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The first book in this trilogy, Stepping on the Cracks, is narrated by Margaret. Margaret and her best friend Elizabeth both have brothers fighting in World War II. The girls are not only worried about their brothers, but also about the school bully, Gordon Smith. Gordy makes the girls’ lives miserable. When the girls find out a secret about Gordy and his family, they try to use it to their advantage at first, but are quickly drawn into trying to help Gordy.

Following My Own Footsteps takes up where the first book left off–this time with Gordy as narrator. Gordy, his mom and siblings have moved to live with his grandmother. Under her care, Gordy begins to work harder in school, and even makes a friend. Then Gordy’s dad returns, and Gordy must decide what to do.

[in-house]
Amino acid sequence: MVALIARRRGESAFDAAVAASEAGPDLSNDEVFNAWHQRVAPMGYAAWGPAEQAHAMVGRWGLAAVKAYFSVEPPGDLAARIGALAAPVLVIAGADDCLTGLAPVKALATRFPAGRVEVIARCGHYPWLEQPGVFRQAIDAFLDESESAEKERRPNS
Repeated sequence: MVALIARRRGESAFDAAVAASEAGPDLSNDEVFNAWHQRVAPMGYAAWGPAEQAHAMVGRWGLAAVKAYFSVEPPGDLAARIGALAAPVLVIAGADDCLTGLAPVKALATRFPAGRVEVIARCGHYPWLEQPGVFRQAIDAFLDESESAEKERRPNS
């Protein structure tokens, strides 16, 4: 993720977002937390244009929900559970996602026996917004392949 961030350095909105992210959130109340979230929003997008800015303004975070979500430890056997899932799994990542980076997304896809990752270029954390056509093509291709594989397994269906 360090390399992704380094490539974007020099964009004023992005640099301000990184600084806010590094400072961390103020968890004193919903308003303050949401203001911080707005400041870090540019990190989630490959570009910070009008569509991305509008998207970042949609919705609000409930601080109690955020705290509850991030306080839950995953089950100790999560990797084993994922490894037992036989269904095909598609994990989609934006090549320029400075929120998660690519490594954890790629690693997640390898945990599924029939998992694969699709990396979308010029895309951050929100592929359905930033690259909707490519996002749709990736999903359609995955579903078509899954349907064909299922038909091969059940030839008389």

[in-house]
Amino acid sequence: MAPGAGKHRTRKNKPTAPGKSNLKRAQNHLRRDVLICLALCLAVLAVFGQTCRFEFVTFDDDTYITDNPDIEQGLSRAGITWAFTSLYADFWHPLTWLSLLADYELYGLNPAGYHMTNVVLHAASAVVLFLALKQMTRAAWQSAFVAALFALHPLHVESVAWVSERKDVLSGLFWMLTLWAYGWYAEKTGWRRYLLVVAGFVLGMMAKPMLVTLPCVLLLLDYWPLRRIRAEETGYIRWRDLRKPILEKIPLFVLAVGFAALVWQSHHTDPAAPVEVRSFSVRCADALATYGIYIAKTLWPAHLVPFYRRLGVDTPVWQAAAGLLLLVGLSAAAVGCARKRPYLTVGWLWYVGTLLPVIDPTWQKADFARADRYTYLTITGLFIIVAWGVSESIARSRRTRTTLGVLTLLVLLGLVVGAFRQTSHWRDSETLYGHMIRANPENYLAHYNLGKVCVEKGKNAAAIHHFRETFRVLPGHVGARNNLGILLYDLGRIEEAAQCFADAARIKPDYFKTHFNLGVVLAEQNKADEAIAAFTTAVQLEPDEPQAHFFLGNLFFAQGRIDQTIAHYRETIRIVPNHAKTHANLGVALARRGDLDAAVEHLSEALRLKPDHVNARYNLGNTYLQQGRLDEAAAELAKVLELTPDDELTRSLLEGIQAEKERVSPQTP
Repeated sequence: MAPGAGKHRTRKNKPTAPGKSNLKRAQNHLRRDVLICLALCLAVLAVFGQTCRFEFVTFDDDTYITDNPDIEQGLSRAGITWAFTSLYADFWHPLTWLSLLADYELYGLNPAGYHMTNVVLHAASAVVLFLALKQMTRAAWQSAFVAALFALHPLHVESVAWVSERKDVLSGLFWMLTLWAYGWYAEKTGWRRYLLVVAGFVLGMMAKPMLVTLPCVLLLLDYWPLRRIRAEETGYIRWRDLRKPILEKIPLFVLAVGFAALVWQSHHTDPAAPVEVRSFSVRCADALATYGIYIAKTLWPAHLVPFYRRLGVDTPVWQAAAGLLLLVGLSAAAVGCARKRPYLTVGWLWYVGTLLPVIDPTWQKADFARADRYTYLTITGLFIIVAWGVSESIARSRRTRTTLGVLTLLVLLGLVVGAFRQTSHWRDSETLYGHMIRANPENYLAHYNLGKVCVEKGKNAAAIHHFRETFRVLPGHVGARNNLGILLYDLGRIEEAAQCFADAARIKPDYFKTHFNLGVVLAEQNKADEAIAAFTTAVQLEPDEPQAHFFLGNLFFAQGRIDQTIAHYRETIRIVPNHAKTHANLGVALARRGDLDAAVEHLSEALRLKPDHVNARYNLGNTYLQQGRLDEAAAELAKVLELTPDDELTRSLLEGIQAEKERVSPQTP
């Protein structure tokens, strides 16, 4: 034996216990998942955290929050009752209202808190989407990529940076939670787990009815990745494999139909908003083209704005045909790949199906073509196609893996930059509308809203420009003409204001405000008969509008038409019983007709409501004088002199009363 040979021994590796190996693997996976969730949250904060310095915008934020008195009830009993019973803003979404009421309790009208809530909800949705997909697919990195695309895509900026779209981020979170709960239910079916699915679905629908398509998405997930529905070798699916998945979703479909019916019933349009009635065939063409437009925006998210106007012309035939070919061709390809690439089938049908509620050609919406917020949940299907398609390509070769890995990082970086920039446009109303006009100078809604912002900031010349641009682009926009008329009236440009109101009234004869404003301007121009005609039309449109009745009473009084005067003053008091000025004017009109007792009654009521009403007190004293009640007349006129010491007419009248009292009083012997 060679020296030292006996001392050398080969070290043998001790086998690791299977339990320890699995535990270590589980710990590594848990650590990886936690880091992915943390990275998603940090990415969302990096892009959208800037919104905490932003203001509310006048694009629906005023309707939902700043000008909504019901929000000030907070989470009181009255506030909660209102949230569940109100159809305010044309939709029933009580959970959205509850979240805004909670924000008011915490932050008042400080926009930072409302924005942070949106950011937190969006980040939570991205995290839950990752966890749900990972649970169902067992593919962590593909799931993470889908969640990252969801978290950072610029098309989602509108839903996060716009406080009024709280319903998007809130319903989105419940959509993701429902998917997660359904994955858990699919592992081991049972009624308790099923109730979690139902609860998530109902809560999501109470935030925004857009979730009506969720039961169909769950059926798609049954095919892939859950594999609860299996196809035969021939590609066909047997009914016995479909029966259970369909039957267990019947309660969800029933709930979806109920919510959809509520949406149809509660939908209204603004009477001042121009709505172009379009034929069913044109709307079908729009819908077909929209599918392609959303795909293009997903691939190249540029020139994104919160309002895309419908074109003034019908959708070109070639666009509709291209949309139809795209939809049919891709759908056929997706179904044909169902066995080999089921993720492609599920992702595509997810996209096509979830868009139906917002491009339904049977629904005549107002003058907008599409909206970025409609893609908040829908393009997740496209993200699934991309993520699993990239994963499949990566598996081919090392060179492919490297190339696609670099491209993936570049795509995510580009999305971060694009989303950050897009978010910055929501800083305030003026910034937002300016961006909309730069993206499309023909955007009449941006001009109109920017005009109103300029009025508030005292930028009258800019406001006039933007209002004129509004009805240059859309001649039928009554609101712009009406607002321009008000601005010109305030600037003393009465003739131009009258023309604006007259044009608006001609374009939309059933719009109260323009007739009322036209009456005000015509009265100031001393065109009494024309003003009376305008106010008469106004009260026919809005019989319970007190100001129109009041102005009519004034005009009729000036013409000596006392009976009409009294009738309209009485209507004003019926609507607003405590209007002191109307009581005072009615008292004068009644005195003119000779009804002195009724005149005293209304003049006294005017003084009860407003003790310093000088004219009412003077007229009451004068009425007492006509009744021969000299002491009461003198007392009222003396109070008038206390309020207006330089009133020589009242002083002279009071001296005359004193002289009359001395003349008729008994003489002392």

In As Ever, Gordy, Gordy returns to his hometown to live with his big brother and family. Everyone remembers Gordy as both a failure and the class bully, and that’s how they continue to treat him. Gordy soon falls back into his old ways and although his feelings for his old enemy Elizabeth have changed, he doesn’t know how to change his behavior.

The best part of this trilogy was the way the narrator switched from Margaret to Gordy. In the first book, you sympathize with the girls’ point of view, and even though you feel bad for Gordy, you don’t really like him much. He’s just too mean, and he reminds you of every bully you’ve ever known. But once Gordy begins to tell his story, you immediately understand why he acts the way he does. The change in Gordy’s character is all the more understandable and real, because it’s seen from two points of view.

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